EU agency: Antibiotic resistance kills 35,000 a year in Europe

By Hadiza Mohammed

The European Centre for Disease Prevention and Control (ECDC) on Thursday reported that more than 35,000 people in Europe died annually from antibiotics-resistant infections.

Andrea Ammon, the director of the EU’s heath agency said:  “we see concerning increases in the number of deaths attributable to infections with antimicrobial-resistant bacteria. Each day, nearly 100 people die from these infections.’’

The ECDC report assessing antibiotic resistance in the European Union, Norway and Iceland in the years 2016-2020 concluded that its health impact was  comparable to that of influenza, tuberculosis and HIV/AIDS combined.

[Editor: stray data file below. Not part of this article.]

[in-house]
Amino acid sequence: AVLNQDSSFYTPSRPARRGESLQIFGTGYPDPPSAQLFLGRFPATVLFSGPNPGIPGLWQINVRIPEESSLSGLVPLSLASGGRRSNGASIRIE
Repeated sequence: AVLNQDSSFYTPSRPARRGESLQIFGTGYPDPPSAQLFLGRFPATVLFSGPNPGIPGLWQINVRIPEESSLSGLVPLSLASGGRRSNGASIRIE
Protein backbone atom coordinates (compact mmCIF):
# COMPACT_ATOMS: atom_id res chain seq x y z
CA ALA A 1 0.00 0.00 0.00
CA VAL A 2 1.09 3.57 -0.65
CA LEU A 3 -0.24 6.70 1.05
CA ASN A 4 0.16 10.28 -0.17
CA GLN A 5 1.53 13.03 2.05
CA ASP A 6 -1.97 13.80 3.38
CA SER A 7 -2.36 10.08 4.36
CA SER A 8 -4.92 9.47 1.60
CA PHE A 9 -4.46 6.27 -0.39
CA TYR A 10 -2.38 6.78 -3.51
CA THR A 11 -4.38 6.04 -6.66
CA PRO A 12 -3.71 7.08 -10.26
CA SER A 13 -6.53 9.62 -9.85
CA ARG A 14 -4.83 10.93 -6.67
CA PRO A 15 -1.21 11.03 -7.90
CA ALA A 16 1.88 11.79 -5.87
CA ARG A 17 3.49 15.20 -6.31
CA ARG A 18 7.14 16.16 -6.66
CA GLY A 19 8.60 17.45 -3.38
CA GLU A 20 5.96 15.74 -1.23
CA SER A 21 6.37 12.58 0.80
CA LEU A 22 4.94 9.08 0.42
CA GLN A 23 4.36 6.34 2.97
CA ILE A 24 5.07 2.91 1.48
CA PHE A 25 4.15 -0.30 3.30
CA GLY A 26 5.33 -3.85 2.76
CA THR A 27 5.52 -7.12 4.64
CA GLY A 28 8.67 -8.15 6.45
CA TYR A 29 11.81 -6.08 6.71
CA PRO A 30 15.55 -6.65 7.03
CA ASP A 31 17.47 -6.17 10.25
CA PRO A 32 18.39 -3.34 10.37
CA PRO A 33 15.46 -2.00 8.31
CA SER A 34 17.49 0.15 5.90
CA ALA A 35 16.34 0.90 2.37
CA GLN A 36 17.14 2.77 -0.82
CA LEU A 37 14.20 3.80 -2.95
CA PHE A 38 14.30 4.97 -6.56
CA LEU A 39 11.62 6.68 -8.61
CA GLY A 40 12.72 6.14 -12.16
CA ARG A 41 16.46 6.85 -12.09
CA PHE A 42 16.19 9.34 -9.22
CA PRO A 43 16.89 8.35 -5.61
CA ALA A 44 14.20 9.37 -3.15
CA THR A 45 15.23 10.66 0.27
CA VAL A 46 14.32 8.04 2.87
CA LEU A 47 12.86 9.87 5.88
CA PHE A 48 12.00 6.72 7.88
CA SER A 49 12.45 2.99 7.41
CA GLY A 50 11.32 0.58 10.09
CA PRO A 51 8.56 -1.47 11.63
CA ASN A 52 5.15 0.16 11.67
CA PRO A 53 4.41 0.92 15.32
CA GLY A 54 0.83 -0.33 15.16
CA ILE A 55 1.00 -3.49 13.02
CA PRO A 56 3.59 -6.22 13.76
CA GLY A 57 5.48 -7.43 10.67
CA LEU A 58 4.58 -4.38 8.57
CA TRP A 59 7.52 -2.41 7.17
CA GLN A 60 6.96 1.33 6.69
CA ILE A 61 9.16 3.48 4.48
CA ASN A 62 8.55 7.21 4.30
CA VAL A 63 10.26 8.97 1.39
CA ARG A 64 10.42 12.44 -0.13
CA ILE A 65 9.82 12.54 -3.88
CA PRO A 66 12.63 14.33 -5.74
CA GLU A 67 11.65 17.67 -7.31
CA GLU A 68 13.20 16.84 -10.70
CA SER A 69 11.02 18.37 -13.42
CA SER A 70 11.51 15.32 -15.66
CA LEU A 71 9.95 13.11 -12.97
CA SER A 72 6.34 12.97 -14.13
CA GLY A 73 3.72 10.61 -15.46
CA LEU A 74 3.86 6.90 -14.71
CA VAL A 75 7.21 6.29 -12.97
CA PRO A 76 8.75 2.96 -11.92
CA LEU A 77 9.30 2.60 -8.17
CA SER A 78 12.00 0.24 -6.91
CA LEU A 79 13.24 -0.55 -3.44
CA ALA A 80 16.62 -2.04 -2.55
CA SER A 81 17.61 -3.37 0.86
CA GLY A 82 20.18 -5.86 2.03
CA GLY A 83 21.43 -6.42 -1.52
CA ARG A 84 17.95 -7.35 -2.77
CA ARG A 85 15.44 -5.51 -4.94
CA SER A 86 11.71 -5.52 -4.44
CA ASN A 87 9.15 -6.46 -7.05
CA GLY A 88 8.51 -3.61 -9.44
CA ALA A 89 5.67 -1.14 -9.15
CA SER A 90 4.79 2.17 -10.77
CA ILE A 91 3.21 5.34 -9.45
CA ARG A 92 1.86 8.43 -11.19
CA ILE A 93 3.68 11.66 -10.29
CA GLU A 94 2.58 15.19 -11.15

According to the report, its resistance levels vary significantly across the continent with the lowest levels in northern Europe and the highest in countries in the south and east.

Ammon called for further efforts to reduce the unnecessary use of antibiotics, prevent infections and improve national measures.

In a survey published by the European Commission on Thursday, 23 per cent of respondents said to have taken antibiotics during the past year,  the lowest figure since 2009.

“Much more however,  needs to be done,’’ the commission said in a press release.

The use of antibiotics also varied strongly across the bloc, with 42 per cent of respondents in Malta reporting use in the past 12 months and 15 per cent in Sweden and Germany.

Around eight  per cent of antibiotics were taken without a prescription.

The press release added that three in 10 Europeans knew that the unnecessary use of antibiotics could  make them ineffective or knew about their correct use and potential side effects. (dpa/NAN)